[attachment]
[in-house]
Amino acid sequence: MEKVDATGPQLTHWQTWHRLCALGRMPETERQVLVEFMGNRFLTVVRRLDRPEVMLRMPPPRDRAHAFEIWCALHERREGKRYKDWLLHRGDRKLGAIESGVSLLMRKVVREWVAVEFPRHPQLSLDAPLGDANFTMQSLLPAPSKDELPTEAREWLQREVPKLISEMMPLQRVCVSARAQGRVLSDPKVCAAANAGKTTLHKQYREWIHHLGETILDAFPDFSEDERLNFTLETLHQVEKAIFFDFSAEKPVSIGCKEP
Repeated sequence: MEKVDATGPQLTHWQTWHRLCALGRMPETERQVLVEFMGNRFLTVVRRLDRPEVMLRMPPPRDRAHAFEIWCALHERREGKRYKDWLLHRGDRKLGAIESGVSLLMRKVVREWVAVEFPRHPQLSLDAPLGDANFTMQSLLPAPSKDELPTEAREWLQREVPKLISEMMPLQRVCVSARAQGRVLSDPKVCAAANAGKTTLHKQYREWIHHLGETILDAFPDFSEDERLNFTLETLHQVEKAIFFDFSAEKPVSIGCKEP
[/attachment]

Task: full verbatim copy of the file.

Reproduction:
[in-house]
Amino acid sequence: MEKVDATGPQLTHWQTWHRLCALGRMPETERQVLVEFMGNRFLTVVRRLDRPEVMLRMPPPRDRAHAFEIWCALHERREGKRYKDWLLHRGDRKLGAIESGVSLLMRKVVREWVAVEFPRHPQLSLDAPLGDANFTMQSLLPAPSKDELPTEAREWLQREVPKLISEMMPLQRVCVSARAQGRVLSDPKVCAAANAGKTTLHKQYREWIHHLGETILDAFPDFSEDERLNFTLETLHQVEKAIFFDFSAEKPVSIGCKEP
Repeated sequence: MEKVDATGPQLTHWQTWHRLCALGRMPETERQVLVEFMGNRFLTVVRRLDRPEVMLRMPPPRDRAHAFEIWCALHERREGKRYKDWLLHRGDRKLGAIESGVSLLMRKVVREWVAVEFPRHPQLSLDAPLGDANFTMQSLLPAPSKDELPTEAREWLQREVPKLISEMMPLQRVCVSARAQGRVLSDPKVCAAANAGKTTLHKQYREWIHHLGETILDAFPDFSEDERLNFTLETLHQVEKAIFFDFSAEKPVSIGCKEP